This is the true story of a young Ukrainian boy who survived the horrors of war. It was the Bolsheviks who first brought famine and devastation to his small village, and then the Nazis. It was a toss up as to who was worse. Children are resilient and still manage to play and have fun even in the worst of times, but even that was taken away when the threat of a firing squad forced the young lad and his father to run away from their village.
They are then refugees, seeking safety anywhere they can find it, but hoping that the war would soon be over and the allies would be in Germany giving refuge to the thousands of displaced persons that were flooding into the country. His father is killed in an explosion, his brother taken by the Nazis to work in a factory, and his mother was abandoned in the old house that had been their home for generations.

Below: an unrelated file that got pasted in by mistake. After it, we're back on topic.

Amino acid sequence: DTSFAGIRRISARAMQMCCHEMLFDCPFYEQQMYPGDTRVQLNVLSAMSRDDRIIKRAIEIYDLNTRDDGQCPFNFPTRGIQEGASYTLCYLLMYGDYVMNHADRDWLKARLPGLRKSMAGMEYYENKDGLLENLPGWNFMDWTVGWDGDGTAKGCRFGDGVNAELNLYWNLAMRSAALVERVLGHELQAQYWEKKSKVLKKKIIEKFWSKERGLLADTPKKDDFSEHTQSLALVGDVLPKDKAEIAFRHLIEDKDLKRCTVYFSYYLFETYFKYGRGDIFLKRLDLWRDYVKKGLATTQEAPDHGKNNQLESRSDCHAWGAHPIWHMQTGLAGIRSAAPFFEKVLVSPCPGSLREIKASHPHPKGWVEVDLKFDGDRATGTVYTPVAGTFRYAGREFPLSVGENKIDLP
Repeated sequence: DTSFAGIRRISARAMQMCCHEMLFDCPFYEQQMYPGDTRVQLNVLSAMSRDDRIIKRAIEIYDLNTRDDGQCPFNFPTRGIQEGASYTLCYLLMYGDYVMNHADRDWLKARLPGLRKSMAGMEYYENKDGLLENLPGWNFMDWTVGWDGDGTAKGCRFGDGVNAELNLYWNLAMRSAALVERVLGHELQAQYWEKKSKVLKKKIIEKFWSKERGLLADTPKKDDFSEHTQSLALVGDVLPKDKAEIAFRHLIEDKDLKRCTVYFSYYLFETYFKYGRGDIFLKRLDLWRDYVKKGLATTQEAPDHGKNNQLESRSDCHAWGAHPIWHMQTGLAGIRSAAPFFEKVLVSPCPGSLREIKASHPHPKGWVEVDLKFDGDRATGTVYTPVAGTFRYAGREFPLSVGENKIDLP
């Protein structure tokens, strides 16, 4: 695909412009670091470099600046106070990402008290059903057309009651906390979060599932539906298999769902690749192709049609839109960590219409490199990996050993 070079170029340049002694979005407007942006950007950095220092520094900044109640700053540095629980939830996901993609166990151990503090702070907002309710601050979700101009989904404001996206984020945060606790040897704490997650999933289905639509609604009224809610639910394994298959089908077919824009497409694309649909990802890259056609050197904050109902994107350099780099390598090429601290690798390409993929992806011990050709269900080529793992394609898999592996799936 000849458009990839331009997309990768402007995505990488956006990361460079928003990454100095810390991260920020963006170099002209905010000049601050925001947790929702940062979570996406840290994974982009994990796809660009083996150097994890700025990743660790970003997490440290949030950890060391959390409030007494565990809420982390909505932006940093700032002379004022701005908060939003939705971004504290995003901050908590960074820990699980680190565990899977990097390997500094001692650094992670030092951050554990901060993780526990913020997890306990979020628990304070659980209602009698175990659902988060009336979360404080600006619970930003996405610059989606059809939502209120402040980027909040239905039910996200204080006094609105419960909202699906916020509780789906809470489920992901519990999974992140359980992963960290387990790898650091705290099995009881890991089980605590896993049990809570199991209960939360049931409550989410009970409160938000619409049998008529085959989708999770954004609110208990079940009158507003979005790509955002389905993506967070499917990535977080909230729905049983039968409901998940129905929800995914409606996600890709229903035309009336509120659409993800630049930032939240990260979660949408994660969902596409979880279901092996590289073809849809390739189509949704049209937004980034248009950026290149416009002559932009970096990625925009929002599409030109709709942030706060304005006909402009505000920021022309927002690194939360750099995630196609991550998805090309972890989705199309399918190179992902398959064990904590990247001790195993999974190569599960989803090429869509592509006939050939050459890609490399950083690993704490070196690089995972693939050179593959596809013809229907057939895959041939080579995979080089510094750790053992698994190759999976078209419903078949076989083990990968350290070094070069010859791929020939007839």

The war is over and he settles in England, but because of the Iron Curtain, he is unable to find his brother or even hear anything about his mother. At the end of the book, there is a reunion and the pieces come together.
It is a story of suffering, survival, and patriotism. It is an interesting story, but so similar to many others of its kind that I have read. It sounds a lot like my own father-in-law's story. In a group of one thousand refugees, there are one thousand stories, all the same, with the small details changed. It is important to know history, and the suffering that war causes, and that is why these stories should be read and passed on and learned from. How sad that these people would have suffered for nothing.
3 1/2 stars